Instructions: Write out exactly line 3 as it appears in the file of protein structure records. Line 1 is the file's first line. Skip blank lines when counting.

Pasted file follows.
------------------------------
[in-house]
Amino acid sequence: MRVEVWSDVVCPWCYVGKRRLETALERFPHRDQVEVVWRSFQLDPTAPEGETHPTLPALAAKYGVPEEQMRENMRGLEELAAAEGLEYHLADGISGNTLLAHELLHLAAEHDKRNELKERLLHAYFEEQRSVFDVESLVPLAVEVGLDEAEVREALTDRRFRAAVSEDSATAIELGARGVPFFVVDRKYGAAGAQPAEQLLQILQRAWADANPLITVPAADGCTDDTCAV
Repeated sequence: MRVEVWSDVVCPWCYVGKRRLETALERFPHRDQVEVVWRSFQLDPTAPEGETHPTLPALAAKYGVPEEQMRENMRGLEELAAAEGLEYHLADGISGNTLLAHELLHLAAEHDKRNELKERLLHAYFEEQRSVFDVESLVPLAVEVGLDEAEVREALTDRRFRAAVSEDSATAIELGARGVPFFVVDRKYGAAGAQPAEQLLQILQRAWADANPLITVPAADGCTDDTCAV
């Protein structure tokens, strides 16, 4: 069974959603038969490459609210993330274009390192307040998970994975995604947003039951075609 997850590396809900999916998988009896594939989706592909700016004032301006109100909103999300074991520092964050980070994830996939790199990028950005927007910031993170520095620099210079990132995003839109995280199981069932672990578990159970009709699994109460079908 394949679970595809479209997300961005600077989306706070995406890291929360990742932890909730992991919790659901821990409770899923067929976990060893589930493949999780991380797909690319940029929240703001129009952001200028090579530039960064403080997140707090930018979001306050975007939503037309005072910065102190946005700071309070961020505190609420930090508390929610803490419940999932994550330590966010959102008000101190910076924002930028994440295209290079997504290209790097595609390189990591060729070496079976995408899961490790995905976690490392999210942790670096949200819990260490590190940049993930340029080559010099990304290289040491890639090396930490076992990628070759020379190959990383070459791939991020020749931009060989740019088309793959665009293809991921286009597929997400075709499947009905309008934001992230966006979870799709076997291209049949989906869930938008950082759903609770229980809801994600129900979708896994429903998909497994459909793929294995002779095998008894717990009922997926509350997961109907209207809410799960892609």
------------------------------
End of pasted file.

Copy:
Repeated sequence: MRVEVWSDVVCPWCYVGKRRLETALERFPHRDQVEVVWRSFQLDPTAPEGETHPTLPALAAKYGVPEEQMRENMRGLEELAAAEGLEYHLADGISGNTLLAHELLHLAAEHDKRNELKERLLHAYFEEQRSVFDVESLVPLAVEVGLDEAEVREALTDRRFRAAVSEDSATAIELGARGVPFFVVDRKYGAAGAQPAEQLLQILQRAWADANPLITVPAADGCTDDTCAV